Just inside the front door stretches a dining table easily seating 10, made by Wade. The mismatched chairs include old-timey high chairs for Carmen’s two grandchildren. This long, narrow room with angled fireplace began as the sitting room, with a smaller dining room off to the right. Carmen had no trouble switching designations to accommodate their extended families for holidays. Both rooms contain multiple armoires, settees, candlesticks, lamps, shelves, tables, paintings and enough historical artifacts to warrant a catalog. Some are remnants of Carmen’s antique shop, C.R. Drake Mercantile in Cameron. Many pieces showcase her inventive touch, like a ladder repurposed as a quilt rack.
“I’m not comfortable without knick-knacks,” Carmen explains. Being surrounded by old things satisfies a need: “I imagine how many people touched them. I connect with that.”
The elongated dining room ends at the kitchen, visible from the front door. Creating a century-old atmosphere around modern appliances can be tricky. Carmen chose a dusty yellow for the footed carpenter-made cupboards with black metal pulls to match the black soapstone countertops and protruding island, with breakfast bar. One wall is fitted with a combination of open shelves and tall cabinets. An antique spice jar rack with tiny drawers labeled in German says volumes about Carmen’s attention to detail. She didn’t stint on moldings, window frames and beadboard ceilings, either: “These little touches make a big difference,” as do square nails in the wide-board knotty pine floors. To make up for the splurges, “I painted the inside to save money.”
On the counter, a gallon of blueberries picked from nearby bushes speaks of the couple’s culinary requirements. Carmen and Wade both cook. Whatever they don’t grow comes from local farmers markets.
The main floor is bisected by a back hallway leading to the master bedroom, where Carmen has positioned a king-sized bed against a smaller wrought metal headboard, flanked by tall, narrow windows. The effect: airy, bright, comfy, simple. Each bathroom vanity originated as a bureau. One loo actually has a pull-chain toilet with high wall-mounted tank.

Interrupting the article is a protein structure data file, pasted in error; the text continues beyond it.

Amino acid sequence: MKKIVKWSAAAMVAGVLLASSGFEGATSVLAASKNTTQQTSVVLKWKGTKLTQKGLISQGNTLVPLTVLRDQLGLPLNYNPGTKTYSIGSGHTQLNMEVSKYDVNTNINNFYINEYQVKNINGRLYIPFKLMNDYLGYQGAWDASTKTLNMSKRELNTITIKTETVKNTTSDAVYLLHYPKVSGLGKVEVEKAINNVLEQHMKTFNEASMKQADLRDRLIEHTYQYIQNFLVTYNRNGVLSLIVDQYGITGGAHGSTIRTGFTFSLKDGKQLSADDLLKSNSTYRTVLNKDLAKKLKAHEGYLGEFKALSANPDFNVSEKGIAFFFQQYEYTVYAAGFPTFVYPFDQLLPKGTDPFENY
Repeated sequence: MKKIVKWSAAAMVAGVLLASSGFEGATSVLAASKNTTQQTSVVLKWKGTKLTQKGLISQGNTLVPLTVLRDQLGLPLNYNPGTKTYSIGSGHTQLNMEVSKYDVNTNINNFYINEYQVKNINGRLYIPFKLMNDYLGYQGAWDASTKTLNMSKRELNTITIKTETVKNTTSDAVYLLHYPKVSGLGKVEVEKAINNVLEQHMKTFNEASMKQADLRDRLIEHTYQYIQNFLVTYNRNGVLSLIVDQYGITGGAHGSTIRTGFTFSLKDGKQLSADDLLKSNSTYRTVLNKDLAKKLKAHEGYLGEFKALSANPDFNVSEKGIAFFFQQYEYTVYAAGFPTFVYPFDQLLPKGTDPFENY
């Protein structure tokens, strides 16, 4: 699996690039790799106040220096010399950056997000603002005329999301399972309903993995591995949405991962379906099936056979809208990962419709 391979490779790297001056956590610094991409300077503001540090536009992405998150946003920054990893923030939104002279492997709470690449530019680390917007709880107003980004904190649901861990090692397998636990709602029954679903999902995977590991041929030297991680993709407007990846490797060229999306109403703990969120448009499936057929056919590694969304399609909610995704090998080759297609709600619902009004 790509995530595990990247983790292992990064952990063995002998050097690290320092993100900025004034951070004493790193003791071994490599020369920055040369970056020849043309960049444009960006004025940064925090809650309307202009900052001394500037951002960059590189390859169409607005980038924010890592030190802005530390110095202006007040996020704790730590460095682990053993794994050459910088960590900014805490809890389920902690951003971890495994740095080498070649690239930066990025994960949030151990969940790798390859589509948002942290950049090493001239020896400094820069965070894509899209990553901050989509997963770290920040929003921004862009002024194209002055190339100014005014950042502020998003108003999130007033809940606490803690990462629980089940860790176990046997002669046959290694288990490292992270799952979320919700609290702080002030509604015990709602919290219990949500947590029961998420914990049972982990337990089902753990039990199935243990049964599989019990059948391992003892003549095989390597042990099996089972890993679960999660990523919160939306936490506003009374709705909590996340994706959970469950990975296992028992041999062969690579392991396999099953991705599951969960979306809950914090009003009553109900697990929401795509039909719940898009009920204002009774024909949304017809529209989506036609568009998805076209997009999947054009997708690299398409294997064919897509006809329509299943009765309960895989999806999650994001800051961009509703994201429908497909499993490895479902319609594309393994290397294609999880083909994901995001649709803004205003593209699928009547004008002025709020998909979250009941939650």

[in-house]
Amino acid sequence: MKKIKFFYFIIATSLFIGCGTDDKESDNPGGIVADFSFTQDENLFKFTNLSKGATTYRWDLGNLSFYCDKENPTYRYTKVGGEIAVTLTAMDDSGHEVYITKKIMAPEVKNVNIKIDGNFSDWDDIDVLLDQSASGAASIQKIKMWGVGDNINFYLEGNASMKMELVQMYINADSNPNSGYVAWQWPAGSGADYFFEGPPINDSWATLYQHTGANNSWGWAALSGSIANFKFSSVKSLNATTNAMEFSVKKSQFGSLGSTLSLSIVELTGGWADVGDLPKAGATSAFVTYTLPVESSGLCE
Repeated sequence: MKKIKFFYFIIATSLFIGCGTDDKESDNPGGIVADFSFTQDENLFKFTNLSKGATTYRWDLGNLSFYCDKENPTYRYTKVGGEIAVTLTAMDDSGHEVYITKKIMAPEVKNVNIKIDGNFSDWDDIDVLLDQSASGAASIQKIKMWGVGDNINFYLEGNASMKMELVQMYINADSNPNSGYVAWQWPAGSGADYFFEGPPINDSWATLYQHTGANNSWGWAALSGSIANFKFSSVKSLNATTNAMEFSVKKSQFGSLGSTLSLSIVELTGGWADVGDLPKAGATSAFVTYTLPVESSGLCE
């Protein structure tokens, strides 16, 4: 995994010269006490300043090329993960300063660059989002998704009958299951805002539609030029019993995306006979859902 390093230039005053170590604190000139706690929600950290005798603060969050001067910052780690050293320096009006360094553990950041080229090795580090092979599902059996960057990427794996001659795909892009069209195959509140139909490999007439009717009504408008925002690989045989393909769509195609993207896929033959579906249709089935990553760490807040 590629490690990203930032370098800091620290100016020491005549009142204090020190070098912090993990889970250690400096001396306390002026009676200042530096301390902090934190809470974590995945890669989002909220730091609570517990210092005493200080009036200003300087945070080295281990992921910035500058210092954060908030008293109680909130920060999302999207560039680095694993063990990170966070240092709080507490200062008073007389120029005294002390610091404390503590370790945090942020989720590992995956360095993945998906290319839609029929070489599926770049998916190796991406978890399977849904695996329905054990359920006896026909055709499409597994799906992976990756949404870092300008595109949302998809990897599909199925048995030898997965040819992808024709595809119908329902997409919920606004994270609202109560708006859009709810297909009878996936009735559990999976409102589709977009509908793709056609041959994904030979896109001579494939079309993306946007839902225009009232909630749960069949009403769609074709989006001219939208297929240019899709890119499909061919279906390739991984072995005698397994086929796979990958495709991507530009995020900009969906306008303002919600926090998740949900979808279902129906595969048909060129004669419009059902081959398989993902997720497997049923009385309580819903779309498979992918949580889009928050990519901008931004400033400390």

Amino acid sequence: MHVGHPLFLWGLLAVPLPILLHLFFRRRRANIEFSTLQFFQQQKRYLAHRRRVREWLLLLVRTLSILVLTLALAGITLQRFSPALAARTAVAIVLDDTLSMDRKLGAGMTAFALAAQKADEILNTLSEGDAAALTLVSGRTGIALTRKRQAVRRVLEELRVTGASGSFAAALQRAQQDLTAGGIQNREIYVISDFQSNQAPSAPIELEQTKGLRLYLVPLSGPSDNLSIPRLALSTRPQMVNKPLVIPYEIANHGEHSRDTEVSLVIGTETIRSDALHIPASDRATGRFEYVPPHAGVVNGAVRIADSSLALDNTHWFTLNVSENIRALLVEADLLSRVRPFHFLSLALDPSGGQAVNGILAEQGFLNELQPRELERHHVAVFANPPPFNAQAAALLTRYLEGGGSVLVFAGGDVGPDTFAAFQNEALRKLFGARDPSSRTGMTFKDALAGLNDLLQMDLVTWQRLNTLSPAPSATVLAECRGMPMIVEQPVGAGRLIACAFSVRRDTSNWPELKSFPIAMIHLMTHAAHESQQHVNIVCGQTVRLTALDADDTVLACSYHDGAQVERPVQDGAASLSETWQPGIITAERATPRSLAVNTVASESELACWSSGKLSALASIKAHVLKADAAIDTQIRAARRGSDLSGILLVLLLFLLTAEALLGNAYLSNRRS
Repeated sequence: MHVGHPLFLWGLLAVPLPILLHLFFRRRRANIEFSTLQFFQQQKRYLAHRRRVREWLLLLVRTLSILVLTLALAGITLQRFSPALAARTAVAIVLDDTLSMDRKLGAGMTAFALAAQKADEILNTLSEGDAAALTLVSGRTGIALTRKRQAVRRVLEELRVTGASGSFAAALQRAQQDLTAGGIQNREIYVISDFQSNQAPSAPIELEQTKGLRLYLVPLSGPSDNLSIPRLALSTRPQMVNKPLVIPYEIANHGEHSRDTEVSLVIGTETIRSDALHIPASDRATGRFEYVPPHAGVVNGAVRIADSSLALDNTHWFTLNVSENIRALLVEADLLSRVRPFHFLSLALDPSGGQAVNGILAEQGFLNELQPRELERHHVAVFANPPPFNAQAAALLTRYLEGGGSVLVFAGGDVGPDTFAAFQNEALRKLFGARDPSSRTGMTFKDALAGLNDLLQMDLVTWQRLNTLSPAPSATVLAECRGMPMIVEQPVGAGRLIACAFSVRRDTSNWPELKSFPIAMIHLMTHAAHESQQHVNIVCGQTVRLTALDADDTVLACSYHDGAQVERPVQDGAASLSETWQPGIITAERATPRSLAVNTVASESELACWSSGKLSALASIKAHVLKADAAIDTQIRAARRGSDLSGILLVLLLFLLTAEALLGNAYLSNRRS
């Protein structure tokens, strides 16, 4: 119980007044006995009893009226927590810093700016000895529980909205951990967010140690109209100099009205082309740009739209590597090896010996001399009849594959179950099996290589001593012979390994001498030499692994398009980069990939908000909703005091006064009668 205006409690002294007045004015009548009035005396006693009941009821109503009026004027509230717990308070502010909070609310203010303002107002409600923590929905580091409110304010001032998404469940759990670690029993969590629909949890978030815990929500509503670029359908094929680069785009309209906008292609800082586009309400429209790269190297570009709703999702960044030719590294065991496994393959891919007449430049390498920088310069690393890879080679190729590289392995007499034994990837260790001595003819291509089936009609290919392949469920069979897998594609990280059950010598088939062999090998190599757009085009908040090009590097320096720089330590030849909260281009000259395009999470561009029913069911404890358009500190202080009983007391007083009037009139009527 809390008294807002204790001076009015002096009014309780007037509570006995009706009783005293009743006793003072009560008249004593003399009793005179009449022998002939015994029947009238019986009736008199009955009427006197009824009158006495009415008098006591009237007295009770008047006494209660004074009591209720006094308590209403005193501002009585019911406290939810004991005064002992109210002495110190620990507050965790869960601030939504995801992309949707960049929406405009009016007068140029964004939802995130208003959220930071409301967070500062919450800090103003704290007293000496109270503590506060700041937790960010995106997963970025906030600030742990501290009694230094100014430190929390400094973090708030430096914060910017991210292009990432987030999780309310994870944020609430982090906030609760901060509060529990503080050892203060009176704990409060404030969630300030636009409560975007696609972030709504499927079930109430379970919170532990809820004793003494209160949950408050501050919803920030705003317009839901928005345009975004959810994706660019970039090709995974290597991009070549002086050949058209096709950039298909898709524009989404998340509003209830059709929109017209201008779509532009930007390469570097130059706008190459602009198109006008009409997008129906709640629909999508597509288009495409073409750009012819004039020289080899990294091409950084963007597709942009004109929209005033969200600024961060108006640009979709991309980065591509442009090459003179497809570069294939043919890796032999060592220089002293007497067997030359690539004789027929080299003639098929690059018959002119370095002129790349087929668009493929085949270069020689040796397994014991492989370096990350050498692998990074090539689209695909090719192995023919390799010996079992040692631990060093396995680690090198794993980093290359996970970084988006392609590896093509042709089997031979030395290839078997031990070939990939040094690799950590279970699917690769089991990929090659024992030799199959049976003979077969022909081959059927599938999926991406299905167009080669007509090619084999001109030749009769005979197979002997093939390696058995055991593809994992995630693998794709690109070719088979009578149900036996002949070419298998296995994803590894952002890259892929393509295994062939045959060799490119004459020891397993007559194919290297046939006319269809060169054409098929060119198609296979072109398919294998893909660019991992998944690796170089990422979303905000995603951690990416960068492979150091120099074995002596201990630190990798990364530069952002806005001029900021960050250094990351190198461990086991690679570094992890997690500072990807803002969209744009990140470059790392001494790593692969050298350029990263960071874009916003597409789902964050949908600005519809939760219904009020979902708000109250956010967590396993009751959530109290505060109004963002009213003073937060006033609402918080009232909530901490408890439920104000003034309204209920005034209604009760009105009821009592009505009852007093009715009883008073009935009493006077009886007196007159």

Upstairs, a guest bedroom with parallel twin beds is a Nantucket B&B look-alike. Wade uses a second upstairs bedroom as an office. For hall decor, Carmen hung a pioneer woman’s dress and coonskin hat like those worn in the Revolutionary War re-enactments she and Wade attend.
Carmen’s studio, a 50-yard stroll past the gardens, chickens and goats, represents another world: “It’s definitely my space. Everything in there speaks to me.” The interior walls made from horizontal boards painted green were left intact, but the ceiling came down to make space for windows soaring into the exposed attic, since, for an artist, proper light is crucial. Her workroom, cluttered with paints, brushes, props, paintings, a 1940s radio, a small pedestal on which stands a fancy chair, feels more decadent Parisian than rural Carthage.
As with Cézanne, no one enters this studio without an invitation.
Even more decadent, adjacent to the workroom, a parlor with floor-to-ceiling shelves spills over with art volumes, some stacked on coffee and side tables squeezed between fireplace and white sofa. Victorian was Carmen’s intent; however, the crystal chandelier reminds her of French chateaux. “This is my thinking room, my art cave, my girly space. I look through the books for inspiration, ideas.” She also teaches and entertains other artists here.
Beyond the parlor, a workroom for framing paintings and storing costumes is guarded by a skeleton, which helps plot articulation when painting the human body.
Carmen Drake-Gordon has achieved a rare confluence where art and life live peacefully, side by side. This artist paints the flowers she picks and birds’ nests she finds; she eats the produce she grows. She lives alongside friendly animals and soothing water. She is surrounded by things and people she loves, who love her back. She works hard, but on her own terms and in her own space, rewarded, fulfilled — a painting come to life. PS